When "The Young Indiana Jones Chronicles" returns on Saturday at 7 p.m. (Ch. 4), the two-hour episode is a perfect example of everything that's good and bad about the series.

This particular installment, titled "Young Indiana Jones and the Mystery of the Blues," is actually two different stories tied together by the time (1920) and setting (Chicago).In the first half, Indy (Sean Patrick Flanery) develops a passion for jazz - a musical form that, at the time, was confined to black Americans.

Jazz legend Sidney Bechet teaches Indy jazz, and the young man also learns about prejudice among both whites and blacks.

The narrative has a lot to say about race relations. It's thoughtful and effective without being heavy handed.

Unfortunately, it's also slow moving. Downright dull, sometimes, as a matter of fact.

There's some great music. As always, the production is handsomely mounted - almost theatrical in its lushness.

And the message is the sort of thing that young people should be exposed to.

Unfortunately, many of them probably won't sit through the first hour. It's just too slow.

That's a problem "Young Indiana" has had since it debuted on ABC early last year. Creator/

executive producer George Lucas often just can't seem to blend education and entertainment in sufficient quantities. Although the show drew big audiences when it premiered, viewers have tuned out by the millions.

Lucas has made no bones about the fact that education is his strongest motive. While, obviously, "Young Indy" is not historically accurate, Lucas' hope is to spark an interest in history among young people.

And Lucas has maintained from the beginning that the TV show is not a thrill-a-minute adventure like the theatrical "Indiana Jones" movies were.

Unfortunately, often the TV show episodes aren't even a thrill-an-hour.

Not that the potential isn't there. The second half of Saturday's episode turns into a murder mystery, which Indy sets out to solve with the help of his geeky college roommate, Eliot Ness, and his cub-reporter friend, Ernest Hemingway.

In addition to being a interesting puzzle, it's replete with running gun battles and much daring-do.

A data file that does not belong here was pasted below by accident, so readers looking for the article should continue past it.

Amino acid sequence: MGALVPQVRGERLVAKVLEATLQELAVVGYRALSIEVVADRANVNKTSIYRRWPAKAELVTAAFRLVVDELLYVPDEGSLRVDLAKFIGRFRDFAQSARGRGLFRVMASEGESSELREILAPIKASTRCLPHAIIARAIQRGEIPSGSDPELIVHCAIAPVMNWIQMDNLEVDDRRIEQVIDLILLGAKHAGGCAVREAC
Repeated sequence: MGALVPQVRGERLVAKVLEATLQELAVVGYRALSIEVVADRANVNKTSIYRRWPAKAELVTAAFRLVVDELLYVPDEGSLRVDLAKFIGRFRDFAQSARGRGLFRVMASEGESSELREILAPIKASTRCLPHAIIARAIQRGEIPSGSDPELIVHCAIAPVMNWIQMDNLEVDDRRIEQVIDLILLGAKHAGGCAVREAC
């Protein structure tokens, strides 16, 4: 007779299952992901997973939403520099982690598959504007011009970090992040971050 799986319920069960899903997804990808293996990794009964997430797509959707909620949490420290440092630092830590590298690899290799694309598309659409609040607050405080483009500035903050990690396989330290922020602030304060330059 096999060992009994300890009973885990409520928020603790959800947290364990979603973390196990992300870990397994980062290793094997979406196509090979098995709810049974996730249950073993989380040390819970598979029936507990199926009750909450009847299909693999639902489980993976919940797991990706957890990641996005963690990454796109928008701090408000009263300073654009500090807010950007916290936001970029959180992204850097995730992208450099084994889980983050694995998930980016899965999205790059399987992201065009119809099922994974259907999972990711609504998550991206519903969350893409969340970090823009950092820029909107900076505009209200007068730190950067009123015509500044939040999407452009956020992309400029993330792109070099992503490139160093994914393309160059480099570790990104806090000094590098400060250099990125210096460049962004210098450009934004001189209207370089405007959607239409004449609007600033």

It doesn't have much to say about anything, but it's a lot of fun to watch.

If only Lucas could combine that kind of entertainment with the educational qualities he seeks to imbue his series with, "Young Indiana" wouldn't have been on a long hiatus - and wouldn't, in all probability, be a prime candidate for cancellation by ABC.

Adding it all up, the good far outweighs the bad on "The Young Indiana Jones Chronicles." But the bad could well be enough to sink the series.

In an effort to boost ratings, ABC is making much of the fact that Harrison Ford will reprise his role as Indiana Jones in Saturday's episode of "Young Indy."

But it's really not much to get excited about - three minutes at the top of the show, less than 11/2 minutes at the close.

Ford appears as 50-year-old Indy in 1950 Wyoming, where he's seeking to keep a valuable Native American peace pipe out of the hands of some bad guys.

There's a chase through the show, and Indy comes to a deserted cabin, where he finds a saxophone - calling up memories that become "The Mystery of the Blues."

And the ending is rather silly.

Ford's appearance is chiefly notable for two reasons. First, the 50-year-old actor is actually playing a character who's not a lot younger than he is.

And, second, there's a bit of John Williams' famous "Indiana Jones" theme at the end of the show - the only time you'll hear that music in the TV series.